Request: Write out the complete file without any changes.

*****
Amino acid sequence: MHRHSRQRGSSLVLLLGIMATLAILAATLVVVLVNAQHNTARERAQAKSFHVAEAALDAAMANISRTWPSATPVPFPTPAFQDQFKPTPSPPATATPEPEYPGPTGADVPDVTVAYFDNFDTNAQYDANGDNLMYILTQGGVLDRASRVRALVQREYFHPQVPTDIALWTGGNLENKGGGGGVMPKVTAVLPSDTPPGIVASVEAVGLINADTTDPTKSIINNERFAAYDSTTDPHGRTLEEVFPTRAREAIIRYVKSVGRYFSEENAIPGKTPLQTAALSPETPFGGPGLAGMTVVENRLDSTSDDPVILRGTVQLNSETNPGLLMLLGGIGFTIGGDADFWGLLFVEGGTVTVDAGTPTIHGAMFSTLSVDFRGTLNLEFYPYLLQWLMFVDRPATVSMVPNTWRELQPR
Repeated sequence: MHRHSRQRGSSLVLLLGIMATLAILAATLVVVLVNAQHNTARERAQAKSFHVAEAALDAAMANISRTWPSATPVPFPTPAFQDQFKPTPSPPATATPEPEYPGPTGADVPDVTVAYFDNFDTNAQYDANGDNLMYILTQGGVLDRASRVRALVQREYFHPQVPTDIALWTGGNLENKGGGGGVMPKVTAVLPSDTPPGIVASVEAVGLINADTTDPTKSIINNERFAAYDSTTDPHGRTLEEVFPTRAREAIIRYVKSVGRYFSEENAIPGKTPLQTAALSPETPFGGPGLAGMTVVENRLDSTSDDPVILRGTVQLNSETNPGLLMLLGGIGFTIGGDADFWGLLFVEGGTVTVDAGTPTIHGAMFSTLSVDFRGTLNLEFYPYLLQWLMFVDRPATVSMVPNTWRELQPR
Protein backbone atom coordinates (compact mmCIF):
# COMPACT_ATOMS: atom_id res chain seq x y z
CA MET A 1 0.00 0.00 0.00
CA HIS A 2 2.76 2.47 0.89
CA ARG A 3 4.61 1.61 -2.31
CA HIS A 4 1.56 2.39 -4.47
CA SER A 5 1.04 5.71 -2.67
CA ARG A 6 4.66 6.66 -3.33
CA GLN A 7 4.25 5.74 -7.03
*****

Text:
Amino acid sequence: MHRHSRQRGSSLVLLLGIMATLAILAATLVVVLVNAQHNTARERAQAKSFHVAEAALDAAMANISRTWPSATPVPFPTPAFQDQFKPTPSPPATATPEPEYPGPTGADVPDVTVAYFDNFDTNAQYDANGDNLMYILTQGGVLDRASRVRALVQREYFHPQVPTDIALWTGGNLENKGGGGGVMPKVTAVLPSDTPPGIVASVEAVGLINADTTDPTKSIINNERFAAYDSTTDPHGRTLEEVFPTRAREAIIRYVKSVGRYFSEENAIPGKTPLQTAALSPETPFGGPGLAGMTVVENRLDSTSDDPVILRGTVQLNSETNPGLLMLLGGIGFTIGGDADFWGLLFVEGGTVTVDAGTPTIHGAMFSTLSVDFRGTLNLEFYPYLLQWLMFVDRPATVSMVPNTWRELQPR
Repeated sequence: MHRHSRQRGSSLVLLLGIMATLAILAATLVVVLVNAQHNTARERAQAKSFHVAEAALDAAMANISRTWPSATPVPFPTPAFQDQFKPTPSPPATATPEPEYPGPTGADVPDVTVAYFDNFDTNAQYDANGDNLMYILTQGGVLDRASRVRALVQREYFHPQVPTDIALWTGGNLENKGGGGGVMPKVTAVLPSDTPPGIVASVEAVGLINADTTDPTKSIINNERFAAYDSTTDPHGRTLEEVFPTRAREAIIRYVKSVGRYFSEENAIPGKTPLQTAALSPETPFGGPGLAGMTVVENRLDSTSDDPVILRGTVQLNSETNPGLLMLLGGIGFTIGGDADFWGLLFVEGGTVTVDAGTPTIHGAMFSTLSVDFRGTLNLEFYPYLLQWLMFVDRPATVSMVPNTWRELQPR
Protein backbone atom coordinates (compact mmCIF):
# COMPACT_ATOMS: atom_id res chain seq x y z
CA MET A 1 0.00 0.00 0.00
CA HIS A 2 2.76 2.47 0.89
CA ARG A 3 4.61 1.61 -2.31
CA HIS A 4 1.56 2.39 -4.47
CA SER A 5 1.04 5.71 -2.67
CA ARG A 6 4.66 6.66 -3.33
CA GLN A 7 4.25 5.74 -7.03